comparing, at the server, the transmitted information regarding the implants planned for use with stored information, at the server, regarding implants identified for use with the patient in the preoperative surgical plan; and
    providing, from the server to the operating room interactive user interface, output indicative of the transmitted implant information and the stored implant information either (i) matching, or (ii) not matching.
  36. 36. The method of claim 34, further comprising scanning an information tag associated with the patient specific kit or the contents thereof intended for use with the patient in the operating room;
    wherein receiving, at the server, the request to display the preoperative surgical plan at the user device in the operating room occurs automatically upon scanning the information tag.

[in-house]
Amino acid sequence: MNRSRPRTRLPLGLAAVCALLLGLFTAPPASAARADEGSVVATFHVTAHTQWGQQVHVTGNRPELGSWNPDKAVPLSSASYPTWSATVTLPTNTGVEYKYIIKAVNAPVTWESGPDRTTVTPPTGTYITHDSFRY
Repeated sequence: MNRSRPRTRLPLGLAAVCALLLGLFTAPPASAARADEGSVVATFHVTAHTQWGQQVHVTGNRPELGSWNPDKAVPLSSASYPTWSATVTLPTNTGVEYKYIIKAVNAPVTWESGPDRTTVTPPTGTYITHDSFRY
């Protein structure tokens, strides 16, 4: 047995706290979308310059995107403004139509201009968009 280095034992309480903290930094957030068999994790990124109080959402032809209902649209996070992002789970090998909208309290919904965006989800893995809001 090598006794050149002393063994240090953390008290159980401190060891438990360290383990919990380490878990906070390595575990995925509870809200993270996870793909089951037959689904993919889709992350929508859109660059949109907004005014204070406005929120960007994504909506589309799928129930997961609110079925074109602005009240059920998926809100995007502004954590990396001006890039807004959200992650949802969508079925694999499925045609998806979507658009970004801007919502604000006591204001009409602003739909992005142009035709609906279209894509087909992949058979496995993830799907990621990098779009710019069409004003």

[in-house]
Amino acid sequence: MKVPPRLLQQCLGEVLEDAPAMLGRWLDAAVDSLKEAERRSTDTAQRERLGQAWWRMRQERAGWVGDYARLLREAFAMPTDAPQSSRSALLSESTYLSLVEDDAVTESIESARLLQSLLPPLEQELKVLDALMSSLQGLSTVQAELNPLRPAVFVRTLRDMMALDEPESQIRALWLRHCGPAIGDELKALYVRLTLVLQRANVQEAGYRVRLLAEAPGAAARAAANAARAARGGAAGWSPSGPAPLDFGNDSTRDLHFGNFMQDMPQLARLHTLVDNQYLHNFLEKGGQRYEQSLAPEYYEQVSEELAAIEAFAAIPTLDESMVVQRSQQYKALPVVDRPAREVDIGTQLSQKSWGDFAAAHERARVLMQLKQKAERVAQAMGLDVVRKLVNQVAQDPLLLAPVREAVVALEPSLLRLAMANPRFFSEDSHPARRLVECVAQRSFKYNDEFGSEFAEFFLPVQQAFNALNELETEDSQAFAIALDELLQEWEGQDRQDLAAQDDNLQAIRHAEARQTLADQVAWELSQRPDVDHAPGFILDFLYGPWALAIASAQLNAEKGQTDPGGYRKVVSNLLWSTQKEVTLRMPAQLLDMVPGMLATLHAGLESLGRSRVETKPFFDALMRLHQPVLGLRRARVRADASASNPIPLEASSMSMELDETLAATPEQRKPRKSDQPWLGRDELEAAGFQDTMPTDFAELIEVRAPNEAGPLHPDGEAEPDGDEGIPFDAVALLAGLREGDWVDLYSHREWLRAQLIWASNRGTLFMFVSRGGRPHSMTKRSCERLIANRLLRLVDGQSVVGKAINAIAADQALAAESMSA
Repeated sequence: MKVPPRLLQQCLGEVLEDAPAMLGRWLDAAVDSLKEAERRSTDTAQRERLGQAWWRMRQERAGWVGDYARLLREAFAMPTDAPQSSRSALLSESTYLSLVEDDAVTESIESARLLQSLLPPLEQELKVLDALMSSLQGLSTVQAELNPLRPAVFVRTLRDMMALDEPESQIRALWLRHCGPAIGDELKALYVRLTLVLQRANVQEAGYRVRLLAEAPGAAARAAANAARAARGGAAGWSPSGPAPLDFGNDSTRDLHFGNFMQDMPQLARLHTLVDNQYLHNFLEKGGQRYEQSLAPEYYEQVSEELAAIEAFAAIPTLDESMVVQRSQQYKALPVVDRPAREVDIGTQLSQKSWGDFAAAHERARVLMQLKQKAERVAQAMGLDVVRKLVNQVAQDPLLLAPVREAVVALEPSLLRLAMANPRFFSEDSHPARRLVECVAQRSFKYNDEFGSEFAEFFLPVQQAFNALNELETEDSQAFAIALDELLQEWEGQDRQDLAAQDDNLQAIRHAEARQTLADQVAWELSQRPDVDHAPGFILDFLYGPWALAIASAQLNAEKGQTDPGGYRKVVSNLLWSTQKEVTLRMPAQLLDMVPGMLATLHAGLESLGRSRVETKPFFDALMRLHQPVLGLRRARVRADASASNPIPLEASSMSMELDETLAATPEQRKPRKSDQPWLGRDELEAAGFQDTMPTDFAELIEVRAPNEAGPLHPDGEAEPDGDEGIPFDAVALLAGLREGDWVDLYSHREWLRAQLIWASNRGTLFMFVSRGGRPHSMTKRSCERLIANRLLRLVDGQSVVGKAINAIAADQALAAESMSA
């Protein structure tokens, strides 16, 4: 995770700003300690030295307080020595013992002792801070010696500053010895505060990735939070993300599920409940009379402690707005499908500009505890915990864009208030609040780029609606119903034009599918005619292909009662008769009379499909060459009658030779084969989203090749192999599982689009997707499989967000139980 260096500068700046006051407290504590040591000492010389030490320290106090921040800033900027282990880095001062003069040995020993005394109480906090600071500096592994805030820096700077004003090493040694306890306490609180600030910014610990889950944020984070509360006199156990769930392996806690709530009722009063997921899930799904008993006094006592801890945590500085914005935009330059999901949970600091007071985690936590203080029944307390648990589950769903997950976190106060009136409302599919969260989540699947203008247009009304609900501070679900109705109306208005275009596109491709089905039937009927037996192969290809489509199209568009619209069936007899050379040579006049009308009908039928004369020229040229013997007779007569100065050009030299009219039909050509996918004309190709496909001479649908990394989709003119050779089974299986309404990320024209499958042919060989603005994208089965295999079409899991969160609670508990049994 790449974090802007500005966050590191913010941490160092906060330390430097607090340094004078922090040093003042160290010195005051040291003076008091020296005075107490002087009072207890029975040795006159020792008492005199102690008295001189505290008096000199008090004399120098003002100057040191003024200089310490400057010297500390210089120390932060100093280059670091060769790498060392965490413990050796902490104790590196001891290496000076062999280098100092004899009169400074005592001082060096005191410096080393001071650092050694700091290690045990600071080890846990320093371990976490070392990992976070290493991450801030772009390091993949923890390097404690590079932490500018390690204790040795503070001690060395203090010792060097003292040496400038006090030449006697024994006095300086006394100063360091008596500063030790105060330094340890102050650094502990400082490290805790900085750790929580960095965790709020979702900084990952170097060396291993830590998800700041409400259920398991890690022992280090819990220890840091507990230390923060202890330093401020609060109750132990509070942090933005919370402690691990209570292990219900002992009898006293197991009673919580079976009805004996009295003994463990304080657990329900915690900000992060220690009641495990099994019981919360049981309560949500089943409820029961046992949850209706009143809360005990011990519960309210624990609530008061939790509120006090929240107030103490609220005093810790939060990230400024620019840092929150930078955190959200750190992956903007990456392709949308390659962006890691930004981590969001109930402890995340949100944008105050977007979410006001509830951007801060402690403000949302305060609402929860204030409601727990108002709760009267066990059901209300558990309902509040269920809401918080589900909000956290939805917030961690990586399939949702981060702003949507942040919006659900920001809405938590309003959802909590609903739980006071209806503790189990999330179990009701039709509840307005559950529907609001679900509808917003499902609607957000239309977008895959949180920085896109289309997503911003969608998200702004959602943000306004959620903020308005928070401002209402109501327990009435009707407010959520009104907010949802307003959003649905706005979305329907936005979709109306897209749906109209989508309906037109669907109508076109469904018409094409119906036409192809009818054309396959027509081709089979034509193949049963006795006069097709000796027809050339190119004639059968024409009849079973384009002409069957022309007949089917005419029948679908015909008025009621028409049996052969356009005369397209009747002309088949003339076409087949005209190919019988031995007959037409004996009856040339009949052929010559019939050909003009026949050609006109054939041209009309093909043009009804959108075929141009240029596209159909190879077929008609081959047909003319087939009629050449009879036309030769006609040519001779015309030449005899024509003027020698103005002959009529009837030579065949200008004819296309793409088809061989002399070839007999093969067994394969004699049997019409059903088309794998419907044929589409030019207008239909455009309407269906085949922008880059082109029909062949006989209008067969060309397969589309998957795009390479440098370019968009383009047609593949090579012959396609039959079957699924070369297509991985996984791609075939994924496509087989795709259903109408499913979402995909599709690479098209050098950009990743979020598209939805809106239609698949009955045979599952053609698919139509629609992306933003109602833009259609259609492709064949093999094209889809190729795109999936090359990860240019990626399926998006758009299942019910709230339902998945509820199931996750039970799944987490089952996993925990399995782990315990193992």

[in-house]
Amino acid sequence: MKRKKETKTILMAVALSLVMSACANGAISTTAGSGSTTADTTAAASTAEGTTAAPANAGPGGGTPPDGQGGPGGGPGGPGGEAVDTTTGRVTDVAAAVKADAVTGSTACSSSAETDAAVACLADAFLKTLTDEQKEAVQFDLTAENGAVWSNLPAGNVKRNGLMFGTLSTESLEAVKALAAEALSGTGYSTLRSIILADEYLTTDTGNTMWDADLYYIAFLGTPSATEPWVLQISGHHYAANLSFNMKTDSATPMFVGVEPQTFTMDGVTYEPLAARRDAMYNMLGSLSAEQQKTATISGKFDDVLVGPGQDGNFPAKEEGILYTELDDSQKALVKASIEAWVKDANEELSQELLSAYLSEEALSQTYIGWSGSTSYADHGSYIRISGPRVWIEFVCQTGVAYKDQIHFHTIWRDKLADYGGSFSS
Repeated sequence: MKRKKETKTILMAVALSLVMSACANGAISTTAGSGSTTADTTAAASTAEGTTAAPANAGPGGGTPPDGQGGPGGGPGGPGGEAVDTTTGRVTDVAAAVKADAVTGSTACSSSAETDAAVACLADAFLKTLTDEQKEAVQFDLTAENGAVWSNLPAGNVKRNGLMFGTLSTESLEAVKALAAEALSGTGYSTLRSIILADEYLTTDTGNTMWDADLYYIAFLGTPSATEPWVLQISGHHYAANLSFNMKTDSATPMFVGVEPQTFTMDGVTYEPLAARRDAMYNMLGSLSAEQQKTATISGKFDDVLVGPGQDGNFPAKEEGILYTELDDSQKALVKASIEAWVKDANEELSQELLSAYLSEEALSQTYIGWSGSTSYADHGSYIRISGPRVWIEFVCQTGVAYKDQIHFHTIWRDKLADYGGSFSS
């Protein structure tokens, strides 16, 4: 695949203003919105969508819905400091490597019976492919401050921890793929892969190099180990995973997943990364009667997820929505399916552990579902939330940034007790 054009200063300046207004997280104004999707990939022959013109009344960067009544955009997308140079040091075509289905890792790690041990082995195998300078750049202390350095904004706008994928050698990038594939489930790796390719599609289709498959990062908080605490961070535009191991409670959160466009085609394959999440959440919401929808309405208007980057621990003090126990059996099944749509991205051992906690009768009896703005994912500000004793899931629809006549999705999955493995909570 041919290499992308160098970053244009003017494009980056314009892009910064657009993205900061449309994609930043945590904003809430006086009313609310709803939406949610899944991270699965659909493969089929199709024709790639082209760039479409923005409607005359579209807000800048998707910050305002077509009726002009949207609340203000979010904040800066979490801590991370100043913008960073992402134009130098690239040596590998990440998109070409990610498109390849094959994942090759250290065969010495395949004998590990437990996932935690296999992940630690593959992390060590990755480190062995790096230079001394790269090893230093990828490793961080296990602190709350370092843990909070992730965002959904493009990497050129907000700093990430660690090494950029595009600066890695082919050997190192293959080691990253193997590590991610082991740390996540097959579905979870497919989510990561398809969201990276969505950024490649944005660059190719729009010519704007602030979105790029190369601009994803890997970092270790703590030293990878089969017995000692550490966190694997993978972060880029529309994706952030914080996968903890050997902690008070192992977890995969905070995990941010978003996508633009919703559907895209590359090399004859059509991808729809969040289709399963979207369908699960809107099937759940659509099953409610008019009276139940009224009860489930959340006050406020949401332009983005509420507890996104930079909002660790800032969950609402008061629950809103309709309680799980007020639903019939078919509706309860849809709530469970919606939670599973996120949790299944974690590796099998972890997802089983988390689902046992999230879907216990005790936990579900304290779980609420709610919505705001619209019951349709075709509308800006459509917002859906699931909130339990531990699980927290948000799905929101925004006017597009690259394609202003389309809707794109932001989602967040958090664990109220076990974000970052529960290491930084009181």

37. 37. The method of claim 34, further comprising:
    receiving, at the server, intraoperative data via the operating room interactive user interface; and
    storing the intraoperative data at a patient master data file at the server.
  38. 38. The method of claim 37, wherein the intraoperative data includes force data, motion data, audible data, time data, or a combination thereof.
  39. 39. The method of claim 32, further comprising, receiving, at the server, via the interactive user interface, input to a patient satisfaction survey;
    wherein generating the postoperative outcome study report further comprises including the input to the patient satisfaction survey in the postoperative outcome study report.